Lead researcher, Mieke Van Hemelrijck, PhD, claims that the estimates for relative and absolute risk were modest. He states, “This is important from a public health perspective, since a large proportion of the population in many western countries suffers from hypertension.”
According to Per Hall, MD, PhD, medical oncologist at the Karolinska Institute, this research offers implications in the realm of intervention. He explains, “Primary prevention strategies developed by cardiologists have the potential to lower the risk of cancer. If we look for other things also, it would definitely improve overall survival.”
In other words, if oncologists could learn to think beyond cancer therapy and consider treating the whole person, including hypertension and cardiovascular disease, then there could be considerable benefits for patients.
This study is by far the largest of its kind, involving data analysis from nearly 290,000 men and 290,000 women. The data came from the Metabolic Syndrome and Cancer project, which includes people from Norway, Sweden, and Austria who had undergone regular health examinations from1972 to 2005.
After a median follow-up of 12 years, excluding the first year, cancer had been diagnosed in 22,184 men and 14,744 women. Of these 8724 men and 4525 women had died from cancer.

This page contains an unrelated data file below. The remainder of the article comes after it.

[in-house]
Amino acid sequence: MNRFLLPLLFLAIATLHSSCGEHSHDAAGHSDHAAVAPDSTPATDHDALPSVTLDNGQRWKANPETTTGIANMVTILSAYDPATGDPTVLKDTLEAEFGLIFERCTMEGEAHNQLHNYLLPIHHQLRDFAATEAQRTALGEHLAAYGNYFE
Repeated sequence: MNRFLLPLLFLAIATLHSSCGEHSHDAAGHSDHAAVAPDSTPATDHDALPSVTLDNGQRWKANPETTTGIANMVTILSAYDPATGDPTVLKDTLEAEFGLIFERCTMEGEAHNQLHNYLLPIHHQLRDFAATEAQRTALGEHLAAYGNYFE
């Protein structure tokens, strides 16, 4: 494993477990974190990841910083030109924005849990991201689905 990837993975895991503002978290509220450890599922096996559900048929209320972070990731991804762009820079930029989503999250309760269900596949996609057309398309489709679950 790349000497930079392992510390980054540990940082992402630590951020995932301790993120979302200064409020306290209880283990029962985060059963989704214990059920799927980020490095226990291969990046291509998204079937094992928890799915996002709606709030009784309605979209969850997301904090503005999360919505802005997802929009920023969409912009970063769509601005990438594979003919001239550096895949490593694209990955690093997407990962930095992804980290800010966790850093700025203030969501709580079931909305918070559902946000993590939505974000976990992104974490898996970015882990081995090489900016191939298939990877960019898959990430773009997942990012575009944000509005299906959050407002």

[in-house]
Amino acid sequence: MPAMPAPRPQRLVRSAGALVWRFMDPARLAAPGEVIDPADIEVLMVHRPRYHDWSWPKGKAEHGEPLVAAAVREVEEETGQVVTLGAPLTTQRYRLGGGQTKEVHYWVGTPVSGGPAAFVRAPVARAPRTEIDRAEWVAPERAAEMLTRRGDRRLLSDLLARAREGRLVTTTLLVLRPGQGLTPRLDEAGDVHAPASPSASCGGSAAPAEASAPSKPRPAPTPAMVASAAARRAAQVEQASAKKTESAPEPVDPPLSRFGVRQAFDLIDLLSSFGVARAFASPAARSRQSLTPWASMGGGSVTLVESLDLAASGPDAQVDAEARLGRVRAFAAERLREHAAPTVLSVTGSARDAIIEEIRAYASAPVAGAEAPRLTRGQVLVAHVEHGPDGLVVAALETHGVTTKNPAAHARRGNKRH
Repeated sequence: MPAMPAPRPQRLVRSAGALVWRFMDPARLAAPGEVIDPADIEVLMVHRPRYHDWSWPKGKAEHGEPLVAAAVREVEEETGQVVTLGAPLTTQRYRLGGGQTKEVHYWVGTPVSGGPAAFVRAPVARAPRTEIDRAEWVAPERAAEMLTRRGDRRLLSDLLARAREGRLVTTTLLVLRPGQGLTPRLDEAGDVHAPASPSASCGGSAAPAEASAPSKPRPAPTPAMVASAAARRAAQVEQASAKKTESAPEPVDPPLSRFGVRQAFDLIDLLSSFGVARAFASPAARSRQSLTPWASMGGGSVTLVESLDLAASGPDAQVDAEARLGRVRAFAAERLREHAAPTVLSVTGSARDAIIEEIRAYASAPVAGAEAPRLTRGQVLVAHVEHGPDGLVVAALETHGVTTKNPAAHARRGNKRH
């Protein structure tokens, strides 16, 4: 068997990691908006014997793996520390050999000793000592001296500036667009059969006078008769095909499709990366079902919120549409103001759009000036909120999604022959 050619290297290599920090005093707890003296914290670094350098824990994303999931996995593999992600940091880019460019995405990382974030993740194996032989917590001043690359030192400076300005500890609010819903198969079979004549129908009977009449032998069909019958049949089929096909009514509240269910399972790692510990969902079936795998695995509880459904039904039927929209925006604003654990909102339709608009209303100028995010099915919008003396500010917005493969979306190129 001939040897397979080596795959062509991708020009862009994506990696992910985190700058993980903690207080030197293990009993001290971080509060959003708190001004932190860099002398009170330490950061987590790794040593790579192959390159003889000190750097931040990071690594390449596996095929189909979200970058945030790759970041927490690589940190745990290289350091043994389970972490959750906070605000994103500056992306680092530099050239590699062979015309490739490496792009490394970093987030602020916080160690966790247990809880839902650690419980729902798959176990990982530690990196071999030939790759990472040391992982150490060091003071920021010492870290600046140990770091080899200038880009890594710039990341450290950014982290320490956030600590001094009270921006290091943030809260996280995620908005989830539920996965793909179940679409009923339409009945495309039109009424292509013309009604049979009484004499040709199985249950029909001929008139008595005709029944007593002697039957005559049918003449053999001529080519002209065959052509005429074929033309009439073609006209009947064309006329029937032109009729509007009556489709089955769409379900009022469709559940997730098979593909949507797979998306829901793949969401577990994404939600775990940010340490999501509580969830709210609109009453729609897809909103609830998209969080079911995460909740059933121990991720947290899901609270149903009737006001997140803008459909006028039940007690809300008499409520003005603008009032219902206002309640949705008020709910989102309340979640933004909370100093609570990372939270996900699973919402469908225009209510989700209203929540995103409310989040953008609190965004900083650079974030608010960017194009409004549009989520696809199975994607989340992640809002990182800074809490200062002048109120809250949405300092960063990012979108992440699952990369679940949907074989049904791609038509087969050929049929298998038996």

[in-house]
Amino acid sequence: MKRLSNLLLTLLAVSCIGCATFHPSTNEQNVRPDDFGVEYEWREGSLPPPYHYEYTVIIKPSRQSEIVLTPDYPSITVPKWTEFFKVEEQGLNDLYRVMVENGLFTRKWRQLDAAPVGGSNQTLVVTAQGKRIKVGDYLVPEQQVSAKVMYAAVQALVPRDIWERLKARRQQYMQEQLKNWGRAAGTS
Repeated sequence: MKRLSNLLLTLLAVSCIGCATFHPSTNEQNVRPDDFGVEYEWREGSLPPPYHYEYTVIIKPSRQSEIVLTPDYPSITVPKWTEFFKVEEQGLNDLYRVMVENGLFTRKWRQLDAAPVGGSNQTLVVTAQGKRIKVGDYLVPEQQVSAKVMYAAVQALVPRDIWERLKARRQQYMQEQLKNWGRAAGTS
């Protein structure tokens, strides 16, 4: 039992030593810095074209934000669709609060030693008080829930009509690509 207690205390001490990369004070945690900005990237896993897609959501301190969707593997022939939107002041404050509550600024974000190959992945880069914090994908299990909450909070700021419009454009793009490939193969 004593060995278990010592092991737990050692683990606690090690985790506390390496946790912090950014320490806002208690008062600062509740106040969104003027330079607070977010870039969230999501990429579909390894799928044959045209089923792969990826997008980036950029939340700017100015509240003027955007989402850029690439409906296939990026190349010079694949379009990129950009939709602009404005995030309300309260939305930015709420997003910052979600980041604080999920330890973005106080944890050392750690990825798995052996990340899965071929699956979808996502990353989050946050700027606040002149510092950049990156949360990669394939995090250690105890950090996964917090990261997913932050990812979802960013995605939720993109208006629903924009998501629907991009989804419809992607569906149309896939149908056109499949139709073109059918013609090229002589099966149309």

The rise in cancer incidence with increasing blood pressure was of statistical significance in men – specifically for oral, colorectal, lung, bladder, and kidney cancers, and melanoma and nonmelanoma forms of skin cancer. The overall risk of developing any cancer was increased by 29% among men in the group with highest level of blood pressure when compared to those with the lowest levels.
There was also a boost in cancer incidence in women, but it did not have the same level of statistical significance. An increase in incidence risk was observed for pancreas, liver, cervix, and endometrial cancer, and for melanoma.
Increasing blood pressure also increased a person’s risk of dying from cancer; this effect was significant in both genders. Men in the high level blood pressure group had a 49% increased risk for cancer death compared with those in the low level group. For women, this risk was increased by 29%.
According to Jan Willem Coebergh, MD, PhD, professor of cancer surveillance at the Eindhover Cancer Registry in the Netherlands, “this extensive population-based study on the role of concomitant hypertension shows it has a modest effect on the risk of certain cancers, expecially the kidney and colorectum, but it is probably a smaller effect than that caused by diabetes and various vascular conditions."